188.8.131.52 Terrestrial Laser Scanning
4.3.3 Multispectral and Imaging Spectroscopy Data
4.4.1 In-Situ Data Processing
184.108.40.206 Optical Properties
LOPs were calculated separately for deciduous and coniferous trees. A linear spectral forward mixing was applied to calculate the reflectance and transmittance spectra of sunlit, transitional, and shaded leaves and needles. Because the spectra were found to match well with those in literature, the data were used directly instead of a forward simulation of a LOP model (Feret et al. 2008). This was done to reduce the number of parameters and associated uncertainties. The broadleaf species composition used for spectral mixing was derived from the forest inventory information and is dominated by beech (about 50%), with lesser contributions from maple, elm, linden, and ash.
One particular issue of the Laegeren site is its large variation in the spectral background. Because we had multitemporal full-waveform lidar data available for the Laegeren site, we used this information to classify the ground into distinct classes (gravel, litter, soil) and assigned matching spectra from our field measurements to these classes (Leiterer et al. 2013). As Schneider et al. (2014) showed, using several understory classes instead of a homogenous (black) background makes simulated top-of-canopy (TOC) and top-of-atmosphere (TOA) reflectance values more realistic.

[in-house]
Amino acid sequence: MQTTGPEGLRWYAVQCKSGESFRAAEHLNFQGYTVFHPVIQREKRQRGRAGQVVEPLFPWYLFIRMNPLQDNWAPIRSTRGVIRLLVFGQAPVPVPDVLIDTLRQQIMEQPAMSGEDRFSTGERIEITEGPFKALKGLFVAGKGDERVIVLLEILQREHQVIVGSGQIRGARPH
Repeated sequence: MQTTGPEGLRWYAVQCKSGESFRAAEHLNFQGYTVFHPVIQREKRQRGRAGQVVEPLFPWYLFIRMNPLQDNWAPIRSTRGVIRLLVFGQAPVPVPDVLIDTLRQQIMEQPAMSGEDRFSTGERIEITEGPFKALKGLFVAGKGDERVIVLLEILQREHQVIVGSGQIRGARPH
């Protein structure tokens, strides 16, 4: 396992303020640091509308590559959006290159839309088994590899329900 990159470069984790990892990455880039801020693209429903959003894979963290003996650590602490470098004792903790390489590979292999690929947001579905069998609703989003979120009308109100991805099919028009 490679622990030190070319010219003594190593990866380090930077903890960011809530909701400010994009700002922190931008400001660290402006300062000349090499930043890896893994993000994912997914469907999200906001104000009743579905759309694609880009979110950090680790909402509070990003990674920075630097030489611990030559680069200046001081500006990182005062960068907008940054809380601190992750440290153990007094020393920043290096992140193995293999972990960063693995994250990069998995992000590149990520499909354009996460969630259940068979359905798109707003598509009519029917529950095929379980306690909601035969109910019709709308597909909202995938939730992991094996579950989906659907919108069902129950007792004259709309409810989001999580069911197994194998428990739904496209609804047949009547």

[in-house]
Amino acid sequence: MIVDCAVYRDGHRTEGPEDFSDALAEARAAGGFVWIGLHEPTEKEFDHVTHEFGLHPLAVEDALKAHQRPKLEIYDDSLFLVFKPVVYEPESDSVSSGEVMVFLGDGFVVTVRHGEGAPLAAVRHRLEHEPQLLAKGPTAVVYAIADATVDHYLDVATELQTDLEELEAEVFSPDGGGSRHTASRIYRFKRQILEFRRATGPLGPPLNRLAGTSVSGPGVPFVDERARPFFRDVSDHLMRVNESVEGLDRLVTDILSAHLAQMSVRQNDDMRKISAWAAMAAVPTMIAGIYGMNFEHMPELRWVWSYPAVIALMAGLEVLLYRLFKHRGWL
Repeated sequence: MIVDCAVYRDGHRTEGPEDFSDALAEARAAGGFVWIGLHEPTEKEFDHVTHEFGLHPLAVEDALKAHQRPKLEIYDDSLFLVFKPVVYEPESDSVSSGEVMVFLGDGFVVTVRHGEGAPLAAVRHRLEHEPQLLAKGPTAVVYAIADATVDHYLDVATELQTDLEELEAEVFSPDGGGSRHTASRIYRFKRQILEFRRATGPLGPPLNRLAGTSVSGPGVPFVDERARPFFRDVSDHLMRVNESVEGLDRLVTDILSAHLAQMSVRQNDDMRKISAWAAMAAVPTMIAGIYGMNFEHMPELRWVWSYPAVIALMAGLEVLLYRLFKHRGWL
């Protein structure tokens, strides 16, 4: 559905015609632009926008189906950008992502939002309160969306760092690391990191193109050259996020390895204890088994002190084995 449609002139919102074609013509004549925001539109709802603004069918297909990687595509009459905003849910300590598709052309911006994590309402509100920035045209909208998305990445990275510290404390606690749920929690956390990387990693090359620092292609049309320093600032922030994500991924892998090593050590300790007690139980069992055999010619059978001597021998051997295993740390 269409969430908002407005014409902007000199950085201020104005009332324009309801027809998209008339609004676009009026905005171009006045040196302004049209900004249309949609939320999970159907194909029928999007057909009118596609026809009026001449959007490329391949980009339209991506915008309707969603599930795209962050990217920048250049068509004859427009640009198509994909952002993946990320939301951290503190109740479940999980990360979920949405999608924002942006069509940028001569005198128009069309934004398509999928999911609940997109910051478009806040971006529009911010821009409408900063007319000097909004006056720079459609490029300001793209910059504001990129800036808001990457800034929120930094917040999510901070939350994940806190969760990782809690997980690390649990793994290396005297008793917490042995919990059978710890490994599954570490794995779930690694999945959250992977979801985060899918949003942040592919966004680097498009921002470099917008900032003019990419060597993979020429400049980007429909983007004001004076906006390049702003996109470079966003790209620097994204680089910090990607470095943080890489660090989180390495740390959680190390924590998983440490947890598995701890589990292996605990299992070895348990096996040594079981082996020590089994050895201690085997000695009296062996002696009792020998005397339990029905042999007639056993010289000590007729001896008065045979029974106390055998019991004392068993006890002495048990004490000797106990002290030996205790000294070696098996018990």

220.127.116.11 3-D Reconstruction